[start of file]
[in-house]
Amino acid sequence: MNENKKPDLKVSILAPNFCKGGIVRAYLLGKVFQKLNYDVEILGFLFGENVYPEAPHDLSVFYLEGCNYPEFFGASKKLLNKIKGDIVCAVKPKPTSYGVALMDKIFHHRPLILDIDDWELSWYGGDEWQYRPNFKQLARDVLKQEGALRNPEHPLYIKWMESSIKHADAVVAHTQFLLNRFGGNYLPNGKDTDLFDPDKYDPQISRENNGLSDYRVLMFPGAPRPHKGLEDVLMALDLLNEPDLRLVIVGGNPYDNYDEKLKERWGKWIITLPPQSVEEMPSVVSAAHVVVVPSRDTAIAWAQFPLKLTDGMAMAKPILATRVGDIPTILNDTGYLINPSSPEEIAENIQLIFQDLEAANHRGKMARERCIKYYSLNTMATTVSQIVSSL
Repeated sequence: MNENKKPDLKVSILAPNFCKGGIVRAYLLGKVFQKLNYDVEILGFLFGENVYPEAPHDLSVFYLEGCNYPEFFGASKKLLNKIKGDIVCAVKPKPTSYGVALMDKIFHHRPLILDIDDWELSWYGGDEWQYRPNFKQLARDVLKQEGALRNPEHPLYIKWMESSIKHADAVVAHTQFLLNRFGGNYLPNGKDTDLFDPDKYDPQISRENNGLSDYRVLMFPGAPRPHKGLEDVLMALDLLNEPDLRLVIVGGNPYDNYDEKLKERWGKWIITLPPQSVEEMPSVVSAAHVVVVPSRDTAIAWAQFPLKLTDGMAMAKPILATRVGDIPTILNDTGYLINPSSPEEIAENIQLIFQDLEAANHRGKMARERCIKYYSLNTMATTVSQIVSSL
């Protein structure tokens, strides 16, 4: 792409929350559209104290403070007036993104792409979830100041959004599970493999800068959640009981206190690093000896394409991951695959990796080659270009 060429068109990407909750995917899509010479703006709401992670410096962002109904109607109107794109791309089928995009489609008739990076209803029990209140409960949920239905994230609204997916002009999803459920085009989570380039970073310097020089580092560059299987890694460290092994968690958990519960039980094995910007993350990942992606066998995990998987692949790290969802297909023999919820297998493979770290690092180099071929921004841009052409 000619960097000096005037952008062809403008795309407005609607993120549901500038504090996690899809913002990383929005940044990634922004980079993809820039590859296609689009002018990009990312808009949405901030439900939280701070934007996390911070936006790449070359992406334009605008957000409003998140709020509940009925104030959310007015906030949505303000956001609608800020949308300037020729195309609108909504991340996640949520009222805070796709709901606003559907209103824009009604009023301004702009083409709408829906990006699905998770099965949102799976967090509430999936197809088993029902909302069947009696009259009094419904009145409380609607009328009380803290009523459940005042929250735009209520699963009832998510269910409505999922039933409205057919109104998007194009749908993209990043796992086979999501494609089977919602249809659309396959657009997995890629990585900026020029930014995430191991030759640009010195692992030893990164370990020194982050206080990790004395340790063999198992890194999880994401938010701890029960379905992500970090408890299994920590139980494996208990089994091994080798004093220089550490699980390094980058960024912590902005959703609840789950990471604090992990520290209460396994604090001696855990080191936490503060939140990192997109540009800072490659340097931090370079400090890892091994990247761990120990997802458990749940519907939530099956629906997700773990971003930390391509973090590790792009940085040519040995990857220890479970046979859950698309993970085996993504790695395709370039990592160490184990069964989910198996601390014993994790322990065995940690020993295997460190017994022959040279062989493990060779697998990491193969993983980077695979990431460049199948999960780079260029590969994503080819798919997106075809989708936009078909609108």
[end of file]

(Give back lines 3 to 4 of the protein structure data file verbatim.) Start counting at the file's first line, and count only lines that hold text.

Repeated sequence: MNENKKPDLKVSILAPNFCKGGIVRAYLLGKVFQKLNYDVEILGFLFGENVYPEAPHDLSVFYLEGCNYPEFFGASKKLLNKIKGDIVCAVKPKPTSYGVALMDKIFHHRPLILDIDDWELSWYGGDEWQYRPNFKQLARDVLKQEGALRNPEHPLYIKWMESSIKHADAVVAHTQFLLNRFGGNYLPNGKDTDLFDPDKYDPQISRENNGLSDYRVLMFPGAPRPHKGLEDVLMALDLLNEPDLRLVIVGGNPYDNYDEKLKERWGKWIITLPPQSVEEMPSVVSAAHVVVVPSRDTAIAWAQFPLKLTDGMAMAKPILATRVGDIPTILNDTGYLINPSSPEEIAENIQLIFQDLEAANHRGKMARERCIKYYSLNTMATTVSQIVSSL
């Protein structure tokens, strides 16, 4: 792409929350559209104290403070007036993104792409979830100041959004599970493999800068959640009981206190690093000896394409991951695959990796080659270009 060429068109990407909750995917899509010479703006709401992670410096962002109904109607109107794109791309089928995009489609008739990076209803029990209140409960949920239905994230609204997916002009999803459920085009989570380039970073310097020089580092560059299987890694460290092994968690958990519960039980094995910007993350990942992606066998995990998987692949790290969802297909023999919820297998493979770290690092180099071929921004841009052409 000619960097000096005037952008062809403008795309407005609607993120549901500038504090996690899809913002990383929005940044990634922004980079993809820039590859296609689009002018990009990312808009949405901030439900939280701070934007996390911070936006790449070359992406334009605008957000409003998140709020509940009925104030959310007015906030949505303000956001609608800020949308300037020729195309609108909504991340996640949520009222805070796709709901606003559907209103824009009604009023301004702009083409709408829906990006699905998770099965949102799976967090509430999936197809088993029902909302069947009696009259009094419904009145409380609607009328009380803290009523459940005042929250735009209520699963009832998510269910409505999922039933409205057919109104998007194009749908993209990043796992086979999501494609089977919602249809659309396959657009997995890629990585900026020029930014995430191991030759640009010195692992030893990164370990020194982050206080990790004395340790063999198992890194999880994401938010701890029960379905992500970090408890299994920590139980494996208990089994091994080798004093220089550490699980390094980058960024912590902005959703609840789950990471604090992990520290209460396994604090001696855990080191936490503060939140990192997109540009800072490659340097931090370079400090890892091994990247761990120990997802458990749940519907939530099956629906997700773990971003930390391509973090590790792009940085040519040995990857220890479970046979859950698309993970085996993504790695395709370039990592160490184990069964989910198996601390014993994790322990065995940690020993295997460190017994022959040279062989493990060779697998990491193969993983980077695979990431460049199948999960780079260029590969994503080819798919997106075809989708936009078909609108």